When the families of the eight dead crew members who were scalded to death filed suit in Miami to obtain compensation for the loss of their fathers and husbands, Veitch’s lawyers argued that the crew members were not entitled to file suit before a judge and jury in Miami. Instead, NCL argued, because the crew members were Filipinos, their loved ones had to pursue the extremely limited death benefits pursuant to the arbitration process in the Philippines. 

Kicking "foreign" (i.e., non-U.S.) crew members out of the American legal system was unprecedented.  Foreign crew members injured or killed due to the negligence of U.S. based shipping companies have long been permitted to have their cases resolved through jury trials under the Jones Act here in the U.S. In addition to the Jones Act, crew members have also been entitled to obtain medical treatment and daily living expenses when they are injured aboard U.S. based cruise ships Norway Boiler Explosionunder the "maintenance and cure" doctrine, one of the oldest legal American legal doctrines dating back to the early 1800’s. 

But NCL, which faced substantial liability and damages for the deaths of eight crew members and nearly twenty other ship employees burned in the explosion, sought to dismiss the cases, arguing that their only remedy was the limited benefits under the Filipino law. NCL argued that Miami was not the proper location to resolve the dispute even though it is based in Miami and the deaths occurred at the port of Miami.  In Batista v. Star Cruises, our federal court agreed with NCL and sent the cases to Manila, where Filipino law limited the widows to just $50,000 and the children to just $7,500 for the loss of their dead husbands/fathers.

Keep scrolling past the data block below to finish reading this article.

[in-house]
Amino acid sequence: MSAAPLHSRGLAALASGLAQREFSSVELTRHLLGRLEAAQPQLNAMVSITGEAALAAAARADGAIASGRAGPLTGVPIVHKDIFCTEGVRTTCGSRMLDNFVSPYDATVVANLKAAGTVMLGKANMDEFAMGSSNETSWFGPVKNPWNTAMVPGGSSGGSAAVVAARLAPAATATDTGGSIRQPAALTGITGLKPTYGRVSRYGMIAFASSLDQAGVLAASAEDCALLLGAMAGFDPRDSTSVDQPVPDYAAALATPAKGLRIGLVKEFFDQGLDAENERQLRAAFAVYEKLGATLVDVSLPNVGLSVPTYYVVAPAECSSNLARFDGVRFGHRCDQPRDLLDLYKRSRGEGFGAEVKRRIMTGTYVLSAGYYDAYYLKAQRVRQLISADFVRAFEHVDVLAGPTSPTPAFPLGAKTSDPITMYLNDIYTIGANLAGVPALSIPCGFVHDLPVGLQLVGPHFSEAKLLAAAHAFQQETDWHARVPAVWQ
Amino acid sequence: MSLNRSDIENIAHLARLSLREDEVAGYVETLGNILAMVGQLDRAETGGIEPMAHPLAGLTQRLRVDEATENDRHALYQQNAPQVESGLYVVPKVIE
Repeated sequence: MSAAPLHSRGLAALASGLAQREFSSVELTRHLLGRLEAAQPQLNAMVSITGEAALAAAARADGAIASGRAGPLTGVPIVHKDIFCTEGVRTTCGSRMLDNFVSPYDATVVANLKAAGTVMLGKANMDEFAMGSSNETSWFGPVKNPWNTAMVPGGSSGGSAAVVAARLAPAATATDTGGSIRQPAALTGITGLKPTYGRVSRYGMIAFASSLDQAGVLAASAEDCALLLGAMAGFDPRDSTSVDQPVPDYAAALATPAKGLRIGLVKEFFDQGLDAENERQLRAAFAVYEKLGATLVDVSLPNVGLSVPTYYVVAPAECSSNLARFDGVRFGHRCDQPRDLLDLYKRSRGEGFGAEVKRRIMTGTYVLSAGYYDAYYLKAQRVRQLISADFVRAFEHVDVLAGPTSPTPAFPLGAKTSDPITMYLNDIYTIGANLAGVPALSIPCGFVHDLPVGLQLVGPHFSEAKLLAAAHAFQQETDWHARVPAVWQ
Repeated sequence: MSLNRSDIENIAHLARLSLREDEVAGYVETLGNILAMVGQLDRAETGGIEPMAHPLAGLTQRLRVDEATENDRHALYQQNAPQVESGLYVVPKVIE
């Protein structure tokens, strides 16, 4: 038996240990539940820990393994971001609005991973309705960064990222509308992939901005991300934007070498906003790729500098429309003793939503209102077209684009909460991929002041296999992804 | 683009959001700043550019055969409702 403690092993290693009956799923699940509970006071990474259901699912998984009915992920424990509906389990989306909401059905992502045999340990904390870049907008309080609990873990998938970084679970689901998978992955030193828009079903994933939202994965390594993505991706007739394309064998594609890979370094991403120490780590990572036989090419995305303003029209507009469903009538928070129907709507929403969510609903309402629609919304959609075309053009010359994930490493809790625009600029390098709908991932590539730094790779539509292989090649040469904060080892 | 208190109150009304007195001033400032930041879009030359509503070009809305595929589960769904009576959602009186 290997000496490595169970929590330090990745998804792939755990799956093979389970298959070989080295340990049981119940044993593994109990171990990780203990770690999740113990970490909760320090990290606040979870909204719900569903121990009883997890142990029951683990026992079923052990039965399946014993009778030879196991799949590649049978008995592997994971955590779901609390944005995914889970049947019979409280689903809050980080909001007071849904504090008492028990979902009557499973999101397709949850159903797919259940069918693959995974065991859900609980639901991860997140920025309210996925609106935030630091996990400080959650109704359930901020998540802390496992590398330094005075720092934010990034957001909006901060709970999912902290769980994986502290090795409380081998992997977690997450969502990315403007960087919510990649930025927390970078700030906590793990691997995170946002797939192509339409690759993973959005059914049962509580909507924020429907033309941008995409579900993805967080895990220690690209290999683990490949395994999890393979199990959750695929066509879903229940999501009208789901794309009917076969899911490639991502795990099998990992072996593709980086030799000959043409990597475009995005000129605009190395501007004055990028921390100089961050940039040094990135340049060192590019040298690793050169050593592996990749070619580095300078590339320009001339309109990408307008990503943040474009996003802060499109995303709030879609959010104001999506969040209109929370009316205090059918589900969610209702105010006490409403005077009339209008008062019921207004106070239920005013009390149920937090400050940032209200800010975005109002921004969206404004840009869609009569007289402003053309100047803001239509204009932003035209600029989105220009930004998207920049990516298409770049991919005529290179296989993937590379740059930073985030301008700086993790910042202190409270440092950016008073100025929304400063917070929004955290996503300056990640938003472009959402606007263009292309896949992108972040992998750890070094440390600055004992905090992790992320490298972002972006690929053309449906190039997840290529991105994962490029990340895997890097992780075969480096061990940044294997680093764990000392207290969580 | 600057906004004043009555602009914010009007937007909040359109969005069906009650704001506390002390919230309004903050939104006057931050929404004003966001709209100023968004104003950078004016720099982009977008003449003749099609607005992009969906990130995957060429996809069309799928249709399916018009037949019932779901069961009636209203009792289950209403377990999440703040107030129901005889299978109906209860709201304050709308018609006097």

Like "freestlye cruising," NCL’s unprecedented legal posturing has also been copied by NCL’s competitors Carnival, Royal Caribbean and all other cruise lines, which quickly inserted one-sided arbitration clauses into their crew member employment agreements to escape or limit their liability when things go wrong on the high seas. 

Except for Disney Cruises, all other cruise lines prohibit injured crew members from having their cases heard by juries in the U.S. legal system. Filipino seafarers are especially susceptible to being screwed by the Miami-based cruise lines, thanks to NCL’s efforts which started under Veitch’s tenure. 

During the trial last week at the Miami-Dade courthouse, where NCL crew members are barred from filing suit, Veitch’s lawyer reportedly asked the jury to consider awarding $95,000,000 in damages, according to Court View Network (CVN). That may be a proper amount to finally compensate the families of the eight Filipino crew members who were burned to death on the SS Norway back in 2003, but it seems to be an awful lot for a healthy, millionaire former cruise executive with hurt feelings. 

Have a comment? Please leave one below or join the discussion on our Facebook page.

December 11, 2017 UpdateAs reported by the Miami Business Review today, Norwegian Cruise Line Defeats $90M Lawsuit From Former CEO.

Photo credits:

Colin Veitch: Associated Press via the Honolulu Star-Bulletin

Kevin Sheehan: REUTERS/Brendan McDermid.

SS Norway: News7 Miami via CBS News video.

There remains no leads, which have been publicly discussed to date, regarding the whereabouts of Royal Caribbean crew member Adriana Morales de Florencio. We first mentioned her disappearance on April 20, 2017. 

Adriana was reported missing after the cruise ship she worked on, the Navigator of the Seas, stopped in the port of Kralendijk, Bonaire last week.

Recent articles say that Adriana’s family members have obtained passports to travel from Mexico to Panama by air and, then, they will take a boat to reach Bonaire to meet the authorities, investigators and cruise line representatives. 

The police in Bonaire have released a poster with Adriana’s information, which you can see below. 

If you have relevant information, please contact the police.

April 30, 2017 Update: Terrible news; a newspaper reports that Adriana’s body was located in Bonaire

Adriana Morales de Florencio Kralendijk, Bonaire